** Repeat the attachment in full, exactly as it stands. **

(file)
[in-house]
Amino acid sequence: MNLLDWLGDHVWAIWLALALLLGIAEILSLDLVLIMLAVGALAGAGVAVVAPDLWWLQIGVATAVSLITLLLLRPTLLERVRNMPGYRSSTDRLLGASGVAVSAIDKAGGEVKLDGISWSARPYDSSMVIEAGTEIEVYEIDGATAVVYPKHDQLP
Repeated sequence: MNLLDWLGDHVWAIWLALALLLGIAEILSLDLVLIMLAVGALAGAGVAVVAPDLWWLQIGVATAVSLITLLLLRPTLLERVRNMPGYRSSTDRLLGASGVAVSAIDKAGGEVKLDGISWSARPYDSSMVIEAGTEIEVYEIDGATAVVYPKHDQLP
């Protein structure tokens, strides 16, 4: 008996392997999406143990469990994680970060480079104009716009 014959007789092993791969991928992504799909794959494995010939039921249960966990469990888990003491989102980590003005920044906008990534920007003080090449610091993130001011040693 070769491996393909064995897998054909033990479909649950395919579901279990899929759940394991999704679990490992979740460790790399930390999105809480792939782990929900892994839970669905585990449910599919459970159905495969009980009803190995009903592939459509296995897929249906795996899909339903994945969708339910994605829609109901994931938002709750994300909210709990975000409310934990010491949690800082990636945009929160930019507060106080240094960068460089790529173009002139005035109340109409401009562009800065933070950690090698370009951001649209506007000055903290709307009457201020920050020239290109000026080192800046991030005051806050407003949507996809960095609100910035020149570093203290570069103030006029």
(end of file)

[in-house]
Amino acid sequence: MNLLDWLGDHVWAIWLALALLLGIAEILSLDLVLIMLAVGALAGAGVAVVAPDLWWLQIGVATAVSLITLLLLRPTLLERVRNMPGYRSSTDRLLGASGVAVSAIDKAGGEVKLDGISWSARPYDSSMVIEAGTEIEVYEIDGATAVVYPKHDQLP
Repeated sequence: MNLLDWLGDHVWAIWLALALLLGIAEILSLDLVLIMLAVGALAGAGVAVVAPDLWWLQIGVATAVSLITLLLLRPTLLERVRNMPGYRSSTDRLLGASGVAVSAIDKAGGEVKLDGISWSARPYDSSMVIEAGTEIEVYEIDGATAVVYPKHDQLP
């Protein structure tokens, strides 16, 4: 008996392997999406143990469990994680970060480079104009716009 014959007789092993791969991928992504799909794959494995010939039921249960966990469990888990003491989102980590003005920044906008990534920007003080090449610091993130001011040693 070769491996393909064995897998054909033990479909649950395919579901279990899929759940394991999704679990490992979740460790790399930390999105809480792939782990929900892994839970669905585990449910599919459970159905495969009980009803190995009903592939459509296995897929249906795996899909339903994945969708339910994605829609109901994931938002709750994300909210709990975000409310934990010491949690800082990636945009929160930019507060106080240094960068460089790529173009002139005035109340109409401009562009800065933070950690090698370009951001649209506007000055903290709307009457201020920050020239290109000026080192800046991030005051806050407003949507996809960095609100910035020149570093203290570069103030006029």